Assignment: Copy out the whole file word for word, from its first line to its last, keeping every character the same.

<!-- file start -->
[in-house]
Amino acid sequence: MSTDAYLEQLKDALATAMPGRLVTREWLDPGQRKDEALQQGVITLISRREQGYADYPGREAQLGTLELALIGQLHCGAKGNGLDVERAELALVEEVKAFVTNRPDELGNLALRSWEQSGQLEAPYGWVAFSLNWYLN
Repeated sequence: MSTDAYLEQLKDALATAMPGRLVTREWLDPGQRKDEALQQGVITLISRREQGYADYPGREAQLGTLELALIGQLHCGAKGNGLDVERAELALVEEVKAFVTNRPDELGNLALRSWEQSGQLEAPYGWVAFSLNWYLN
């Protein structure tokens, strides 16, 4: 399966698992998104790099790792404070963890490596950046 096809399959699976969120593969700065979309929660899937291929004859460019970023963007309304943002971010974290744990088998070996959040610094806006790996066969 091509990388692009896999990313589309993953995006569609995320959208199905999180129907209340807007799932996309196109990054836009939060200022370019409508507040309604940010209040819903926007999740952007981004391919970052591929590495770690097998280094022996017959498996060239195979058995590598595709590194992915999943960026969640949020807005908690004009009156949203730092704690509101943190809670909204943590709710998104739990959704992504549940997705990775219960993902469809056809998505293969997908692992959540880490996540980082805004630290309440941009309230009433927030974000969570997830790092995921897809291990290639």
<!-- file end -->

[in-house]
Amino acid sequence: MSTDAYLEQLKDALATAMPGRLVTREWLDPGQRKDEALQQGVITLISRREQGYADYPGREAQLGTLELALIGQLHCGAKGNGLDVERAELALVEEVKAFVTNRPDELGNLALRSWEQSGQLEAPYGWVAFSLNWYLN
Repeated sequence: MSTDAYLEQLKDALATAMPGRLVTREWLDPGQRKDEALQQGVITLISRREQGYADYPGREAQLGTLELALIGQLHCGAKGNGLDVERAELALVEEVKAFVTNRPDELGNLALRSWEQSGQLEAPYGWVAFSLNWYLN
């Protein structure tokens, strides 16, 4: 399966698992998104790099790792404070963890490596950046 096809399959699976969120593969700065979309929660899937291929004859460019970023963007309304943002971010974290744990088998070996959040610094806006790996066969 091509990388692009896999990313589309993953995006569609995320959208199905999180129907209340807007799932996309196109990054836009939060200022370019409508507040309604940010209040819903926007999740952007981004391919970052591929590495770690097998280094022996017959498996060239195979058995590598595709590194992915999943960026969640949020807005908690004009009156949203730092704690509101943190809670909204943590709710998104739990959704992504549940997705990775219960993902469809056809998505293969997908692992959540880490996540980082805004630290309440941009309230009433927030974000969570997830790092995921897809291990290639």